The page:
By the end of the second day I had the second disappointment, no alerts. I am very hypo aware and pretty in tune with my body’s responses so I was not scared about low alerts, though many people are. I was more concerned that I either had to keep an eye on the clock to check my post meal blood sugars, or wait until I had a headache from being above 180 to alert me that my blood sugar had not come down as expected. (We all miss a carb count here or there or have pump issues that leave us higher than expected) So by the time I swiped, rather than being alerted within a few minutes of exceeding 180, I might sit there for an hour or more until I swiped to get the reading to let me know to correct. This was really disappointing. My average went up 20 points in a week simply because I was not getting high alerts.
For many parents the greatest thing that a Dexcom gives them is a nights sleep! They no longer have to wake in the night to go to their child’s room and check to see if they are low. But since the Libre no longer gives them a real time alert, parents still have to set the alarm clock, wake up, go to their child’s room and scan them for a blood sugar and hope that they do not enter the room to find the child having been low for too long.
This lead me to what I really disliked about the Libre. Though it fit more nicely on my arm, it did not fit nicely in my life. It made me think about my diabetes so much more! I glance at my dexcom info like most people glance at their watch. In fact, I often am checking the time on my pump and just happen to also glance at my blood sugar. Having to swipe myself like a piece of fruit at the grocery store and listen to the scanner loudly beep at me, made me feel like a sick person taking a moment to tag in with diabetes. Glancing at my pump makes me feel like a normal person tagging in with technology to live my life.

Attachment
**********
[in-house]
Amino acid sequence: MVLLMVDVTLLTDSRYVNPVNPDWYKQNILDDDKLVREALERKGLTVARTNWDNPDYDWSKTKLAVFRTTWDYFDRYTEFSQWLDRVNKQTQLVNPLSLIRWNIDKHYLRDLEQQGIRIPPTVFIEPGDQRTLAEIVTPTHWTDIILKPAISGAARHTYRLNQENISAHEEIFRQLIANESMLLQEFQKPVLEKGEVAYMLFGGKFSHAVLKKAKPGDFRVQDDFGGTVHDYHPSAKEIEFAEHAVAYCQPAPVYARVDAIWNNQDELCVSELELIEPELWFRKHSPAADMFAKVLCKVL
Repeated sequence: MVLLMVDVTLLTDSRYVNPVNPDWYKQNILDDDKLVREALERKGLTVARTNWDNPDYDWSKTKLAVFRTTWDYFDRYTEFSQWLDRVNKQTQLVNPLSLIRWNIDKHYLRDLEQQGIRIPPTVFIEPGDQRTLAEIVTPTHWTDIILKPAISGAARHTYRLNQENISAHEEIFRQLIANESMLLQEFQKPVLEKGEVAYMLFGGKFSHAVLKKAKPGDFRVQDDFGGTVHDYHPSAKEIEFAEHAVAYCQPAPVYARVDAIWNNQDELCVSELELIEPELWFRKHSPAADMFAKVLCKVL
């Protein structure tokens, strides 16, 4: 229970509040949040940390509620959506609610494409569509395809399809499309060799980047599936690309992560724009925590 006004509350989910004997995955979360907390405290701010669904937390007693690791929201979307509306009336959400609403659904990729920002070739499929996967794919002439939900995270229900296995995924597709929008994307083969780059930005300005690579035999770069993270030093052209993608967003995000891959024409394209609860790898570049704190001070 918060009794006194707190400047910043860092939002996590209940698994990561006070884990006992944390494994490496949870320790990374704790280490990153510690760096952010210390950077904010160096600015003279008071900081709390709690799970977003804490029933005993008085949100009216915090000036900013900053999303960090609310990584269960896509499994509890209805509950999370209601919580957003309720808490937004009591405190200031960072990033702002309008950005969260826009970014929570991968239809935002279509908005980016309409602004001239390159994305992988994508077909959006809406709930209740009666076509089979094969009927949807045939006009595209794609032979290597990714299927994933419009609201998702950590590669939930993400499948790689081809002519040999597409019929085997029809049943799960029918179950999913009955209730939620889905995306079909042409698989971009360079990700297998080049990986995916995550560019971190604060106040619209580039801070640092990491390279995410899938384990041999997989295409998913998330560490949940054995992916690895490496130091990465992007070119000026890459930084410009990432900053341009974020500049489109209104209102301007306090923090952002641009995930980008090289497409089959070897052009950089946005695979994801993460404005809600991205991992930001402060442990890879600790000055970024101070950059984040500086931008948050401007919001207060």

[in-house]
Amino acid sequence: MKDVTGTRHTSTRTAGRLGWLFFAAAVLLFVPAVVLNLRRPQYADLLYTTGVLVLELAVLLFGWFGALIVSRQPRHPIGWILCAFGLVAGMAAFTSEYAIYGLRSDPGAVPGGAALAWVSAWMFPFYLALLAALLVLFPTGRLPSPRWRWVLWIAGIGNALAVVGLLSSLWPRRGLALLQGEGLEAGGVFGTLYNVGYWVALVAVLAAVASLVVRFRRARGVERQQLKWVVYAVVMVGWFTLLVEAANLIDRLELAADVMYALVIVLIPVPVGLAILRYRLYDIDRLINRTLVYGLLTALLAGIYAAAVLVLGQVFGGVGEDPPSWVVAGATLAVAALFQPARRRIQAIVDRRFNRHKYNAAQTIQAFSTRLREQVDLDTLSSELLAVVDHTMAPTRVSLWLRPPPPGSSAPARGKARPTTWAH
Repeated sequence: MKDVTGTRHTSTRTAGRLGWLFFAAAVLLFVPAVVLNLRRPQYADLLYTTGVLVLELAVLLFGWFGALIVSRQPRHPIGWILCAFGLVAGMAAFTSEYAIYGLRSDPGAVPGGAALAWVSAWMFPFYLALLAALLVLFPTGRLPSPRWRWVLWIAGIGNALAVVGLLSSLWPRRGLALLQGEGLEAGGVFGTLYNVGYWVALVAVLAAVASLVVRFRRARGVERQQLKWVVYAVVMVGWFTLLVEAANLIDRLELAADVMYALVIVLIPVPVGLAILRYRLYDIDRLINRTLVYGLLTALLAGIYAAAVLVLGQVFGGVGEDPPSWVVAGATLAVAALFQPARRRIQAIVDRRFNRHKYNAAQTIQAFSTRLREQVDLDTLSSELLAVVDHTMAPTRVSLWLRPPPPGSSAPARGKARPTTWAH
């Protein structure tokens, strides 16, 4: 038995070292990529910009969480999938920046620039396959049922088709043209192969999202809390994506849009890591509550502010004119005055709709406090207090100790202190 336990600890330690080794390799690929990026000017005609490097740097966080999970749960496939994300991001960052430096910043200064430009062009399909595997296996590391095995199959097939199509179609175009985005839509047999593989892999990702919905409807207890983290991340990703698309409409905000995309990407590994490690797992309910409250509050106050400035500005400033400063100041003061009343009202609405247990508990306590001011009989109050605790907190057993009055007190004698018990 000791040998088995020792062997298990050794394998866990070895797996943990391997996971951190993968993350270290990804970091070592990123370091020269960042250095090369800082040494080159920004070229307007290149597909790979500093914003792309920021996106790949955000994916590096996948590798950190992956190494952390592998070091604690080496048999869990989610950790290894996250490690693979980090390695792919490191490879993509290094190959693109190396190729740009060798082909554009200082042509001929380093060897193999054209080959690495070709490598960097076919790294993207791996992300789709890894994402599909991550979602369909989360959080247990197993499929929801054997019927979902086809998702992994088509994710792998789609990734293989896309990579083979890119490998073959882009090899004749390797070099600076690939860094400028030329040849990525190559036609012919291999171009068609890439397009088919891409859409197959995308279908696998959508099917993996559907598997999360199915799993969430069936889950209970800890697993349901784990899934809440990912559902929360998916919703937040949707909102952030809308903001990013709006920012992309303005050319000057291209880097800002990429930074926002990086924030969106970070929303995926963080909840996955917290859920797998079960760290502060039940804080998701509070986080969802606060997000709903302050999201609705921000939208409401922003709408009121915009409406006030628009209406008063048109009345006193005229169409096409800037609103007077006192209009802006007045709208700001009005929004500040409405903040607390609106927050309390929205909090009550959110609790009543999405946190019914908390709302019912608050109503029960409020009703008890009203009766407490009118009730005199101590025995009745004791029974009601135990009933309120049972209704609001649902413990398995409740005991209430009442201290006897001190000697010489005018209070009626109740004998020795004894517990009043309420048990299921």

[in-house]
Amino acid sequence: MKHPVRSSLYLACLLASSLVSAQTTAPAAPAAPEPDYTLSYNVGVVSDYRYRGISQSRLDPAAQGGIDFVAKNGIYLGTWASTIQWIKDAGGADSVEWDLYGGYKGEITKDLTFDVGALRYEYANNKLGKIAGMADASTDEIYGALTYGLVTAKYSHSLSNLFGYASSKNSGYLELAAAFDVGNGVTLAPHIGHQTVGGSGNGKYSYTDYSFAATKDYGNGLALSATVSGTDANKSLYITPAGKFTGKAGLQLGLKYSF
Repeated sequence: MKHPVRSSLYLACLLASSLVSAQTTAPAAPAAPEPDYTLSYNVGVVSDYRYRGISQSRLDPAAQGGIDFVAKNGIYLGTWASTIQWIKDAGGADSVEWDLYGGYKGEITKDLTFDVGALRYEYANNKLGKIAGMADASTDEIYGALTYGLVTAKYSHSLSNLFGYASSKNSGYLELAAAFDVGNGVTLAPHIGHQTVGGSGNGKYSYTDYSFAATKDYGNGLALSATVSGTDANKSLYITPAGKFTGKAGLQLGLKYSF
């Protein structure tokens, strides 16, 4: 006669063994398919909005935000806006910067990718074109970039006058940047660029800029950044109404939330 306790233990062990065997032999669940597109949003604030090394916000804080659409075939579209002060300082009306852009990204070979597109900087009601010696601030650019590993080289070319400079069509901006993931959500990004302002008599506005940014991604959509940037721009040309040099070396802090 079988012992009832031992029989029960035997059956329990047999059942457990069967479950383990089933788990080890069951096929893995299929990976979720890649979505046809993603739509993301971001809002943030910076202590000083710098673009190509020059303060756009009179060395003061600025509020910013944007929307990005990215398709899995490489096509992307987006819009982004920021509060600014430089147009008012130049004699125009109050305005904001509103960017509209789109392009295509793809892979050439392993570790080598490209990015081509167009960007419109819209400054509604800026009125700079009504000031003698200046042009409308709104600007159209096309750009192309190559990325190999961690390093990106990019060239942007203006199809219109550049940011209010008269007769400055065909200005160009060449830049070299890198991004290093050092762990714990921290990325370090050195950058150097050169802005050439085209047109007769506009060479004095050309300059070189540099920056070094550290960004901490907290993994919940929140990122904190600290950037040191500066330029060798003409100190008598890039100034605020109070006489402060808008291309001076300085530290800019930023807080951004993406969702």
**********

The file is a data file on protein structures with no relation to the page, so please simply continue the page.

So 10 days later I was back on my Dexcom and actually welcoming the little vibration to let me know I was north of my anticipated post prandial range. The Freestyle Libre is a great tool! But I find this marketing attempt to get people to switch form Dexcom to the Libre a bit laughable. It really feels like a step back for me.
However, since using the Libre I have been reaching out to a LOT of people in my life, previous patients, and patient care environments to recommend the Libre!
So who is a great fit for the Freestyle Libre Flash Glucose Monitor?
Anyone in an assisted care environment who is currently using a traditional glucometer.
Compliance, errors in testing, reduced dexterity, and improved relationship between a person with diabetes and their care giver all make the Libre ideal for these persons! Just after the Libre was approved by medicare I immediately reached out to every care giver I knew of a person with diabetes since this could benefit their relationships by no longer forcing the person to associate caregiver interactions with pain and frustration of fingersticks. I can not over emphasize this benefit.
Less tech savvy patients
Dexcom use does take a few steps to insert, putting the transmitter in the sensor, getting the transmitter back out of the sensor after removal, and interacting with a receiver or app that takes some amount of technical acumen. This is not ideal for everyone. However the Libre is extremely simple to insert and even simpler to use after that. The user does not have to be bothered with setting lots of possible alerts and repeats and tones. They get the on the spot data they want without the threat of being overwhelmed by info or options, meanwhile providers can still download the full 24 hour data they look for to improve treatment.